- Post-traumatic growth and how we create a new normal after collective trauma; and
- Learning through loss.
Operational & Mental Health Measures
Dr. Gabriel Ong, Principal Psychologist & Deputy Director, Psychological Research, Operations, and Programme Design, PCRD, Singapore Prison Service, offered three key operations measures facilities can use to reduce the risk of COVID-19 transmission to prisoners and staff:
- Detection and isolation; and
- Maintaining social responsibility.
Prevention strategies designed to minimize risk of exposure include eliminating or scaling down non-essential activities, using split shifts to maintain physical distancing, committing to routine cleaning and disinfecting; and ensuring staff wear appropriate personal protective equipment (PPE), including masks.
Detection and isolation measures include instituting controlled entry and compulsory health screenings, closely monitoring staff and inmate health, and segregating new inmates for a minimum of 14 days.
Managing social responsibility means putting measures in place that encourage staff to prioritize their health and well-being, including posted reminders about personal hygiene procedures, enforcement of distancing protocols, and defaulting to telecommute modes of working.
“I think guidance and training around how we sit with uncertainty is important.” ~ Dr. Gabriel Ong
Dr. Ong also highlighted several mental health strategies that can be implemented by facilities to maintain positive mental health outcomes for corrections staff. His recommended strategies included:
- Developing guides focused on mental health and resilience for staff;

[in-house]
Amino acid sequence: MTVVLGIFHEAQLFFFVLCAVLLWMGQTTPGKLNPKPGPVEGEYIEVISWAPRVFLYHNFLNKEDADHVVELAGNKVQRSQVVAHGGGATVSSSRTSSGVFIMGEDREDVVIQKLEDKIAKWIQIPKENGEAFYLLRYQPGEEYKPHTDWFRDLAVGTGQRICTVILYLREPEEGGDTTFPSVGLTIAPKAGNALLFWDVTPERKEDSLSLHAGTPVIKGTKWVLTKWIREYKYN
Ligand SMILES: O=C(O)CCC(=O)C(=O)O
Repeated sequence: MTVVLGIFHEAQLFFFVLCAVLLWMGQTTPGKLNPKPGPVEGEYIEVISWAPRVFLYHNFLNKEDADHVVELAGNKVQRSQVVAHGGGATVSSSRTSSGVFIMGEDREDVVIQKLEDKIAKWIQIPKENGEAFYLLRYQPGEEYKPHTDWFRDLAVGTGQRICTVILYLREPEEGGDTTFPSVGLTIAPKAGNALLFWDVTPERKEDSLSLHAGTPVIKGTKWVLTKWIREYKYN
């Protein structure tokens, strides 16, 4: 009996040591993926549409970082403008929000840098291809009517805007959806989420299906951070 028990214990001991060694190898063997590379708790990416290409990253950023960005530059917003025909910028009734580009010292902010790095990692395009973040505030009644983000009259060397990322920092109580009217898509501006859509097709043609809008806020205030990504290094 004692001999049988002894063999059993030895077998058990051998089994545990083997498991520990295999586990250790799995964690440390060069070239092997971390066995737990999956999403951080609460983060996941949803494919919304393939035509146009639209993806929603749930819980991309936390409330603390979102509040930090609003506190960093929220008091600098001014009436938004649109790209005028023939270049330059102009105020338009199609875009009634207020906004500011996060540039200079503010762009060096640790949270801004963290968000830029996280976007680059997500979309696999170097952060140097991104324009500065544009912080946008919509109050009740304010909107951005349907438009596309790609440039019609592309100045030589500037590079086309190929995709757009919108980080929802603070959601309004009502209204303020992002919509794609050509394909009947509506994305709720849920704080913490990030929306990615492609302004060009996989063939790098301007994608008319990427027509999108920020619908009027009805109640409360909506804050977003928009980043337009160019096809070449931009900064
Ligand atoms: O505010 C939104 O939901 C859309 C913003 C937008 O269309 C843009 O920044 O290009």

- Working with leadership to provide tailored psychological interventions and select a point person to monitor and respond to staff mental health needs; and
- Creating an online platform to share staff-to-staff messages of positivity and support.
Coping Strategies to Carry Forward
The unique challenges of probation work have led to coping strategies that may inform future approaches to crisis situations, believes Dr. Jake Phillips, Reader in Criminology at Sheffield Hallam University in the United Kingdom.
Coping strategies highlighted by Dr. Phillips that can be carried forward for all staff members included:
- Utilizing online “reflective spaces” during lockdown;
- Ensuring staff have office space for video calls wherein they may wish their surroundings to remain anonymous;
- Providing all staff access to a mental health professional, such as a counselor;
- Finding ways to keep staff members connected and accessible to one another via remote work tools like Skype; and
- Allowing greater flexibility in work-life balance for staff members via telecommuting options or alternative delivery methods.
Dr. Ong agrees, “Even if COVID is well under control, the next viral pandemic may be a few cycles away. So, I think it is sensible to adopt some of the changes made during COVID into permanent practice.”
Both the full recording of the webinar and the slides can be accessed at https://www.myiacfp.org/association-news/. Additional resources related to COVID-19 can be found in the “International News” article.